My name is Ryan Davey and I am an enthusiastic music fan born, raised, and residing in Toronto, Canada.

I want to pay tribute to the music I love and am still discovering, so this site is for sharing my thoughts, memories, and playlists of the bands, genres, and songs that have meant so much to me.

And yes, this site is named after my lifelong favourite song, “Ceremony” by Joy Division and New Order.

DSC_0004 (4)a.jpg

General disclaimer: The views, thoughts, and opinions expressed in this blog are my own and do not represent those of any people, institutions, or organizations I may or may not be associated with in any professional or personal capacity.

Overlooked: Dramarama

Overlooked: Dramarama

Overlooked are playlists and write-ups that focus on artists that didn’t get the attention their music deserved during their time. Click on the streaming service of your choice below to listen to the playlist as you read along. Note that due to lack of availability of several albums, YouTube is the only complete playlist.

If you’re a fan of good old fashioned rock n’ roll and perhaps much of the music profiled on Ceremony is a little too off the beaten path for your tastes, then you may warm up to Dramarama. The band was formed in New Jersey in the early ‘80s, mining the same Jersey shore clubs as Bruce Springsteen and contemporaries like The Smithereens. When famous Los Angeles DJ, Rodney Bingenheimer, caught on to them and gave them very warmly received exposure on the legendary progressive station KROQ, they moved to LA and propelled their career to greater (but not great) success from the West Coast.

The driving force behind the band was John Easdale, who was the singer and wrote all their songs. The other force of the band’s sound was a trio of guitarists, Mark Englert (Mr. E Boy), Chris Carter, and Peter Wood. They were rounded out with Jesse Farbman on drums and Ted Ellenis on keyboards. It’s understandable why Bingenheimer was enthused by their debut LP, Cinéma Vérité, released in 1985 and during an era when guitars were hard to find outside of heavy metal and glam-hair rock bands. The direct and unadorned sound contradicted the band name, but their energy, strong hooks, and strong, blues-driven ballads made for a complete album. It also featured a couple of cover songs, the Velvet Underground’s “Femme Fatale” and David Bowie’s “Candidate.” “The song, “Anything, Anything (I’ll Give You)” didn’t give them a national profile from their indie label, but was one of the most requested songs ever on KROQ.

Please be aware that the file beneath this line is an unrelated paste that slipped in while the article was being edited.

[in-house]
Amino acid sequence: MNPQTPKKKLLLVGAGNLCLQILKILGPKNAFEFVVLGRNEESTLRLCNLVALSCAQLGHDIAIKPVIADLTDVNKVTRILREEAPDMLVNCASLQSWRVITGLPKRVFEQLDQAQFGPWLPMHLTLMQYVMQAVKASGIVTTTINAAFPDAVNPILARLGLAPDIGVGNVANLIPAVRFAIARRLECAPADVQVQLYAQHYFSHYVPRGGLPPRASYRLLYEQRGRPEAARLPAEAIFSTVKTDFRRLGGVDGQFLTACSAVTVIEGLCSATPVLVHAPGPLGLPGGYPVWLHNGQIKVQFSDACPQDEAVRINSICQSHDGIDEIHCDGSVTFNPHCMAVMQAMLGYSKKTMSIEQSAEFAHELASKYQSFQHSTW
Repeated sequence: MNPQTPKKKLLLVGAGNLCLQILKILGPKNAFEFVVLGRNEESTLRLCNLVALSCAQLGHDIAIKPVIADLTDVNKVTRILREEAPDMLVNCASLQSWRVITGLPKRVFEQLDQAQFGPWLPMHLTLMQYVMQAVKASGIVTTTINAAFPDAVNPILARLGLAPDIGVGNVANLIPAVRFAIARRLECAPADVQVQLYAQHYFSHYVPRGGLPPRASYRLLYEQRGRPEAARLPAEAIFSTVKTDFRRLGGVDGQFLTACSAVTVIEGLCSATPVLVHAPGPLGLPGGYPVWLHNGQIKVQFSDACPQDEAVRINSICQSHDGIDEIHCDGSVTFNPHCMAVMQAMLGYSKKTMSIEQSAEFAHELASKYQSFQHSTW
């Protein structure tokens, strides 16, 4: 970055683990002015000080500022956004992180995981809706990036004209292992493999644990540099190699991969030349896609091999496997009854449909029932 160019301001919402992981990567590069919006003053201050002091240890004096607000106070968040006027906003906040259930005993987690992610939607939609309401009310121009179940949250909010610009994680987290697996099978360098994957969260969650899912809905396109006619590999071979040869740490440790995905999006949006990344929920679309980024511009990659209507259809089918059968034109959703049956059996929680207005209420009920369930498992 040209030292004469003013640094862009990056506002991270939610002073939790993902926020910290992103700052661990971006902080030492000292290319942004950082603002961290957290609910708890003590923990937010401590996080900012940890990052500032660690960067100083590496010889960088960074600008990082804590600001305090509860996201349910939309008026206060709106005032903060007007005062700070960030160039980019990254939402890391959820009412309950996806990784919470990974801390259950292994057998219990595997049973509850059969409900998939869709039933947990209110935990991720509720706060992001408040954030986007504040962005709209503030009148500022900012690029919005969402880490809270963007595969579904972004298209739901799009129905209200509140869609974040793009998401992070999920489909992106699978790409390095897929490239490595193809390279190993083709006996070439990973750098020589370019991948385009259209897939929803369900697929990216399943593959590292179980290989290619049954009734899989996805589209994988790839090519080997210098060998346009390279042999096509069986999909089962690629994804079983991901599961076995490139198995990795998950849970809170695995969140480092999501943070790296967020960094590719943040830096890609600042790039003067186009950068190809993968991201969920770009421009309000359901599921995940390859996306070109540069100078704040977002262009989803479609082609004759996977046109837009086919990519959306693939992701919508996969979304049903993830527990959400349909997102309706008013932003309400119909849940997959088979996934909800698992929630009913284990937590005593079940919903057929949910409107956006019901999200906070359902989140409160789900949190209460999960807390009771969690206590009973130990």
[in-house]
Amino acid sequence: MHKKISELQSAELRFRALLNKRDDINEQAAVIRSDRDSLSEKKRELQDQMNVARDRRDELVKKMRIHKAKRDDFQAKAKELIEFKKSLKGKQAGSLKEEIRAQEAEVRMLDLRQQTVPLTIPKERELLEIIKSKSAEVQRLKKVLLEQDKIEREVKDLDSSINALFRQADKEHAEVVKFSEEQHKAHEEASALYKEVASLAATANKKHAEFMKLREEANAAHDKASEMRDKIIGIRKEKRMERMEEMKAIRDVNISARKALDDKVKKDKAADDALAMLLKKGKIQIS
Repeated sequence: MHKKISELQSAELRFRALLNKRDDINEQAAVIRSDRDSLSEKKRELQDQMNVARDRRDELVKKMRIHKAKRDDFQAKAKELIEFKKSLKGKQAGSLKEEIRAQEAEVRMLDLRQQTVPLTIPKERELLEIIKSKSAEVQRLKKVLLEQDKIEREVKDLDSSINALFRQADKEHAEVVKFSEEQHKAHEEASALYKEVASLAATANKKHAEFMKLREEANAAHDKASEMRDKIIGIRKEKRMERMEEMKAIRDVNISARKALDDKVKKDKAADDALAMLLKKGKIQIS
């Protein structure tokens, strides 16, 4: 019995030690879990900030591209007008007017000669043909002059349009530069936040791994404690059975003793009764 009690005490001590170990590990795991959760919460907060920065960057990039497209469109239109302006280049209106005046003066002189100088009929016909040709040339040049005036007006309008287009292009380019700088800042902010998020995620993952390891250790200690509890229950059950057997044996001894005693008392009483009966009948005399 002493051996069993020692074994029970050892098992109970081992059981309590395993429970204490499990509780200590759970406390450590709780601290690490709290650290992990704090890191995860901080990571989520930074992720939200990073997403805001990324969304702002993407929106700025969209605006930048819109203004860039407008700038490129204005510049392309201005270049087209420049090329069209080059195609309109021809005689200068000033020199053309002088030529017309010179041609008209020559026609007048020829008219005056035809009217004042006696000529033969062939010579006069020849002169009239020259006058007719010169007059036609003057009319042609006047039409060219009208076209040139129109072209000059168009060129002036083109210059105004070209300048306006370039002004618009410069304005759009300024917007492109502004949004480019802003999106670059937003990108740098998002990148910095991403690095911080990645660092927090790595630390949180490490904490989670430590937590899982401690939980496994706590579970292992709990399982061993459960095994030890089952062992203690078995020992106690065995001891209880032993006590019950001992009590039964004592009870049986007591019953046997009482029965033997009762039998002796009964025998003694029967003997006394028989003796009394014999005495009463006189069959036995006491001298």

The second album, Box Office Bomb, was less consistent than the first. Their sound didn’t grow and lacked the sparkling moments and infectious energy of their debut, and no songs jumped out to grab a wider audience. The same could be said for their third release, Stuck in Wonderamaland, in which their sound remained consistently strong, but short of outstanding. However, it did include their best song, “Last Cigarette,” the kind of driving rock song that was so lacking during the dying days of the 1980s. The song reached #13 on the US Modern Rock chart and the band managed a promotion to a major label. They responded with their heads-and-shoulders better album, Vinyl, which remains their definitive work and one of the best albums of the early 1990s, which was a strong era for music.

I discovered Dramarama during a 1992 visit to Los Angeles. My future sister-in-law (my brother and she had just started living together) was working for WEA and had a huge store of compact discs in her apartment with lots of new music for me to explore. Vinyl quickly became a favourite and soon after I started discovering their earlier work through a compilation she sent my way, 10 from 5, which was combined with their fifth album, Hi-Fi Sci-Fi. It was another solid album, not quite as elevating as Vinyl, but cut from the same cloth and included another standout track, “Shadowless Heart.” I eventually assembled all their albums and they remain stalwarts in my collection to this day. The fact that someone like myself, who followed music closely (admittedly more attuned to Canadian and British music than American), had completely missed this band over its eight year recording career was indicative of how overlooked Dramarama had been. “Haven’t Got A Clue” from Vinyl cracked the top ten on the US Modern Rock chart, but otherwise this high quality band couldn’t catch any attention outside of the college and indie scenes in the US.